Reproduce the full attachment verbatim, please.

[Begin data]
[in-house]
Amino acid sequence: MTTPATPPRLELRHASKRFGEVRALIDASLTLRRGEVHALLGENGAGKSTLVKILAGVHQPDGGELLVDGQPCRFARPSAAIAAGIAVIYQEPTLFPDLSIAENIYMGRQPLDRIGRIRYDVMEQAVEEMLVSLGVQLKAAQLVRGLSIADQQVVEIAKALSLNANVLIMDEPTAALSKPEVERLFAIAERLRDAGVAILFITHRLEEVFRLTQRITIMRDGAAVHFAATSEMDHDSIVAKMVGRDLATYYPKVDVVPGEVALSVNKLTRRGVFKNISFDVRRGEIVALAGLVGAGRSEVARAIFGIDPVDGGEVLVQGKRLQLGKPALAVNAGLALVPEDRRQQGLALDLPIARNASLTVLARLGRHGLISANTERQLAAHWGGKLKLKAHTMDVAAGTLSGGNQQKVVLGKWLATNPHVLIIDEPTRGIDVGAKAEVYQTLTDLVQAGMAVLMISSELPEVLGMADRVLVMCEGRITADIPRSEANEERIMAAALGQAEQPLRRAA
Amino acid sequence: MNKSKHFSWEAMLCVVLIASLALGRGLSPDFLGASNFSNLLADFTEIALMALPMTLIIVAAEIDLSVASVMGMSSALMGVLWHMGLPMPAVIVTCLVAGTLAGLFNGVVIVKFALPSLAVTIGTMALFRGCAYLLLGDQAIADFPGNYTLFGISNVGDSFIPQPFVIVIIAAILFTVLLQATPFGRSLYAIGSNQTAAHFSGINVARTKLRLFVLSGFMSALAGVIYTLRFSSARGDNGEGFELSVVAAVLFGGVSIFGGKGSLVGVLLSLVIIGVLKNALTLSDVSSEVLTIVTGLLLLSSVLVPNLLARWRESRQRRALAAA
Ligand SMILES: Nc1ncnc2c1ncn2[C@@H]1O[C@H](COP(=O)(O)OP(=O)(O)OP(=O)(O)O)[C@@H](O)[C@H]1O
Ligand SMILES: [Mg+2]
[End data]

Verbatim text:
[in-house]
Amino acid sequence: MTTPATPPRLELRHASKRFGEVRALIDASLTLRRGEVHALLGENGAGKSTLVKILAGVHQPDGGELLVDGQPCRFARPSAAIAAGIAVIYQEPTLFPDLSIAENIYMGRQPLDRIGRIRYDVMEQAVEEMLVSLGVQLKAAQLVRGLSIADQQVVEIAKALSLNANVLIMDEPTAALSKPEVERLFAIAERLRDAGVAILFITHRLEEVFRLTQRITIMRDGAAVHFAATSEMDHDSIVAKMVGRDLATYYPKVDVVPGEVALSVNKLTRRGVFKNISFDVRRGEIVALAGLVGAGRSEVARAIFGIDPVDGGEVLVQGKRLQLGKPALAVNAGLALVPEDRRQQGLALDLPIARNASLTVLARLGRHGLISANTERQLAAHWGGKLKLKAHTMDVAAGTLSGGNQQKVVLGKWLATNPHVLIIDEPTRGIDVGAKAEVYQTLTDLVQAGMAVLMISSELPEVLGMADRVLVMCEGRITADIPRSEANEERIMAAALGQAEQPLRRAA
Amino acid sequence: MNKSKHFSWEAMLCVVLIASLALGRGLSPDFLGASNFSNLLADFTEIALMALPMTLIIVAAEIDLSVASVMGMSSALMGVLWHMGLPMPAVIVTCLVAGTLAGLFNGVVIVKFALPSLAVTIGTMALFRGCAYLLLGDQAIADFPGNYTLFGISNVGDSFIPQPFVIVIIAAILFTVLLQATPFGRSLYAIGSNQTAAHFSGINVARTKLRLFVLSGFMSALAGVIYTLRFSSARGDNGEGFELSVVAAVLFGGVSIFGGKGSLVGVLLSLVIIGVLKNALTLSDVSSEVLTIVTGLLLLSSVLVPNLLARWRESRQRRALAAA
Ligand SMILES: Nc1ncnc2c1ncn2[C@@H]1O[C@H](COP(=O)(O)OP(=O)(O)OP(=O)(O)O)[C@@H](O)[C@H]1O
Ligand SMILES: [Mg+2]